Here are some tips to ensure that your Damage Deposit is refunded in full at the end of your lease . . .
The basic rule of thumb is . . .
Leave the property in the condition you found it and pay your rental on time and your deposit will be refunded.
Put yourself in the position of the Landlord and treat the property as your own and you should have no issues.
The damage deposit is the landlord's security against any damage you may do to the property during the term of your lease – and, in terms of our lease agreement, may also be used to offset any outstanding rental costs and fees that are due.
If you adhere to the terms and conditions of your lease and fulfill your lease obligations, then should be no reason to be concerned about deductions from your damage deposit.
The nature of most damage deposit disputes relate to damage to the property that the landlord, or rental agent, alleges arose during the course of the lease – while the tenant insists the issue already existed.
Once the report has been completed be sure to sign it off. This same inspection process is repeated by landlord (or his agent) and the tenant at the end of the lease once the tenant moves out – so any new issues will be identified.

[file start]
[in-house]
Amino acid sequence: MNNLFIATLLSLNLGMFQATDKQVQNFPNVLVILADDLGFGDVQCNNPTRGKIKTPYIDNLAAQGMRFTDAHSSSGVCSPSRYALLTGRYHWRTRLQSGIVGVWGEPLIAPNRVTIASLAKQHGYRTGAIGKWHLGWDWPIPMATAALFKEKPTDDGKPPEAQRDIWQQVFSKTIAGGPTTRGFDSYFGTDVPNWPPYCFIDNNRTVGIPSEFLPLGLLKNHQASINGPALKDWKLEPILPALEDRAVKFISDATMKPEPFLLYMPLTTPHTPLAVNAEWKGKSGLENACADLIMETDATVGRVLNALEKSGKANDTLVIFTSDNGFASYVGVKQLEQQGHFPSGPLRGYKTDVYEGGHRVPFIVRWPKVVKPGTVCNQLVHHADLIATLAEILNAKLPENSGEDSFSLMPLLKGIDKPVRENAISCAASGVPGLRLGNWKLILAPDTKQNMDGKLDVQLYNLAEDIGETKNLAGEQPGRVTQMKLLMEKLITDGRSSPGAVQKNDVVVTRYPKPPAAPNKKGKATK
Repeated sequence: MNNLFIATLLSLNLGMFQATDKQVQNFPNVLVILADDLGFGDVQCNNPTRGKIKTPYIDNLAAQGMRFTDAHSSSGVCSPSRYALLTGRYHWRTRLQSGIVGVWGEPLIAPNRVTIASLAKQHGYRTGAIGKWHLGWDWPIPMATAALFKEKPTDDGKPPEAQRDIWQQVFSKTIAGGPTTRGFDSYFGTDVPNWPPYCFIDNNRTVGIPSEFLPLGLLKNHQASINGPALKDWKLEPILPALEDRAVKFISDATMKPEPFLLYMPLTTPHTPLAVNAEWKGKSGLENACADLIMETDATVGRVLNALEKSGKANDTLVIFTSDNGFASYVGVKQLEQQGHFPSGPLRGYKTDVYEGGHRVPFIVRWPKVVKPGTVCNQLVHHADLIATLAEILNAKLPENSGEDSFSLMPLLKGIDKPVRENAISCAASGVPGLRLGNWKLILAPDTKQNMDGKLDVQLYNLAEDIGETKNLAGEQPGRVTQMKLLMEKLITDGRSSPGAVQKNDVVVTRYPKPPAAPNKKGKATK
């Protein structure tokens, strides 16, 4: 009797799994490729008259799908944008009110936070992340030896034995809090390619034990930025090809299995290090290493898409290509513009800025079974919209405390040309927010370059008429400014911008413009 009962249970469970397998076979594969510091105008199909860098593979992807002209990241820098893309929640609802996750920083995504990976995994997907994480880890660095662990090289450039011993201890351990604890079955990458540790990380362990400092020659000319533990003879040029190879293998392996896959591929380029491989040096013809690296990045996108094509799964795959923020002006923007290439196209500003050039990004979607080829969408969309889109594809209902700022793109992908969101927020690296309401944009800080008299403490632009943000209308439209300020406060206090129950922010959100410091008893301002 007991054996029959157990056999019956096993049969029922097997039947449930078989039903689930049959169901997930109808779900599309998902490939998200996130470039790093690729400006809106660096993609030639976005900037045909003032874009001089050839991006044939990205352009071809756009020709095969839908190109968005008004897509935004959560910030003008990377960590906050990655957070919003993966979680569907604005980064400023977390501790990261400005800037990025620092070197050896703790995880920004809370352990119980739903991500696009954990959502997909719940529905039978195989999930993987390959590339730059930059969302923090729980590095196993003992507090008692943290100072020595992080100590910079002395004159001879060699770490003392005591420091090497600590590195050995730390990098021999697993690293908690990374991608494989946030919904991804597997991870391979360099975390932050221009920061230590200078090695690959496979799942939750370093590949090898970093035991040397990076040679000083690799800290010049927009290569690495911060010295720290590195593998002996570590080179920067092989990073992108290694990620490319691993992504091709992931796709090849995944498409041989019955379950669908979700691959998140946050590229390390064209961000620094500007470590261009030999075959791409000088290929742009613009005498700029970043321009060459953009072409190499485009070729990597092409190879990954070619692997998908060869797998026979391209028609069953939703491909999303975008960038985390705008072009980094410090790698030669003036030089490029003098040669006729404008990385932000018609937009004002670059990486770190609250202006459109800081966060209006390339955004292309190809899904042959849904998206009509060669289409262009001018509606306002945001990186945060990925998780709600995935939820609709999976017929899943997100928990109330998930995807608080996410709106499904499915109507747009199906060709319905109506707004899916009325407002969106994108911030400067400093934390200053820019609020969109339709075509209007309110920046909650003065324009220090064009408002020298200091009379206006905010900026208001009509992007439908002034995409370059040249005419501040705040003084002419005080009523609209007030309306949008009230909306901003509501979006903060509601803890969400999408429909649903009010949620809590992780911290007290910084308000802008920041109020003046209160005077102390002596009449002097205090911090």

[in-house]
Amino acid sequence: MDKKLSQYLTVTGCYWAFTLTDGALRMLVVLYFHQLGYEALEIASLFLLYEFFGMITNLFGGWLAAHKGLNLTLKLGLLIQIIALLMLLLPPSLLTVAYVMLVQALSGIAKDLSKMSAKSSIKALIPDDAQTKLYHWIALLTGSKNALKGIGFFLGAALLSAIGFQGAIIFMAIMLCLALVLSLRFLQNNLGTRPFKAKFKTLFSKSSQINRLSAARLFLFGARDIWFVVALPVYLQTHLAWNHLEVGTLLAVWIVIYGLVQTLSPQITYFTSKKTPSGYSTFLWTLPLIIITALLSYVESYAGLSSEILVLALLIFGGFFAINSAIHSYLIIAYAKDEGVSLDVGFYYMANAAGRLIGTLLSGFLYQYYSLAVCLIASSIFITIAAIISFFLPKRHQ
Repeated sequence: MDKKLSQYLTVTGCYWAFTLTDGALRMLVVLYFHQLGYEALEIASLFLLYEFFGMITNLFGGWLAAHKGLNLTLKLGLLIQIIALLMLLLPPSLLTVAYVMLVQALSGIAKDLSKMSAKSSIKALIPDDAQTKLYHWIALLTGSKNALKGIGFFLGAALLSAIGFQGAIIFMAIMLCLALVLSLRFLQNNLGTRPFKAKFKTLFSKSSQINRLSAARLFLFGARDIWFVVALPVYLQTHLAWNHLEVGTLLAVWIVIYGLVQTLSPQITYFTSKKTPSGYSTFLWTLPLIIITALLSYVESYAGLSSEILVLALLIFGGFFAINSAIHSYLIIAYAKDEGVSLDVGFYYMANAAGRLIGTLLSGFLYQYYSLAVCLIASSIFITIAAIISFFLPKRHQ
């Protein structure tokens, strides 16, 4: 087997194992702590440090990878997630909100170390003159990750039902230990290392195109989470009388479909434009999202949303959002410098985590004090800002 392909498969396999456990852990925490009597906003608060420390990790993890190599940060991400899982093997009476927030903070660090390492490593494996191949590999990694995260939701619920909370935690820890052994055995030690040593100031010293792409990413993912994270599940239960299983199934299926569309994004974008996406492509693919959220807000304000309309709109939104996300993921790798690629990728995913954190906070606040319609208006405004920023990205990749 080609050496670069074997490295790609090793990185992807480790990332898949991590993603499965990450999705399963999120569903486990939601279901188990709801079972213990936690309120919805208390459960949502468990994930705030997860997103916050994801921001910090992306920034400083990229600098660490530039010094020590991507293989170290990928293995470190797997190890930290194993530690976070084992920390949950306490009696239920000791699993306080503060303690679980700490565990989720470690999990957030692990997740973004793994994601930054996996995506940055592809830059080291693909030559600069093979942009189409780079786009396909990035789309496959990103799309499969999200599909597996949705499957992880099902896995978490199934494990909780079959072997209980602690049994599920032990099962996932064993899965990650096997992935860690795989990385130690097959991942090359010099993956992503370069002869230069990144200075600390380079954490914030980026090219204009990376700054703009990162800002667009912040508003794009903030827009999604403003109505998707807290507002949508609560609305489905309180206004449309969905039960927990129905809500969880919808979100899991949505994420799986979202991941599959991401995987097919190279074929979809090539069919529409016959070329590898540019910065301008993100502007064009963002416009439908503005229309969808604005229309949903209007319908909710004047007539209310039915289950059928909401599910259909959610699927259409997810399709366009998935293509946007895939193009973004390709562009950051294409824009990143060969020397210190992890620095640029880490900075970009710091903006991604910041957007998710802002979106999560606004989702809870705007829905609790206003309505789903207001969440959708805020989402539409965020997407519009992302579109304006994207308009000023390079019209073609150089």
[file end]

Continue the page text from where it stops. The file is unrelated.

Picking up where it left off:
Our lease agreement puts the responsibility of maintaining the property squarely on your shoulders as the tenant - in particular, all breakages or damage, with the exception only of “fair wear and tear”. If something breaks during a lease you are liable - unless it can be proved that the item failed or broke due to wear due to normal use and there is no negligence or abuse.
It you puts nails or picture hangers on a wall these have to be removed and the wall properly filled and painted to match the other walls. Often this means repainting the entire room.
Our lease also requires that carpets are professionally cleaned at the end of the lease.
We find that gardens are often a big issue. You are responsible for maintaining and watering the garden during the lease.Dead plants and grass need to be replaced at the your cost if it is evident the garden was not cared for.
It's important that if damage of any nature arises during a lease you report this immediately to your agent so that it can be dealt with. If you fail to report this and further damage occurs, the secondary damage could also be for the tenants’ account.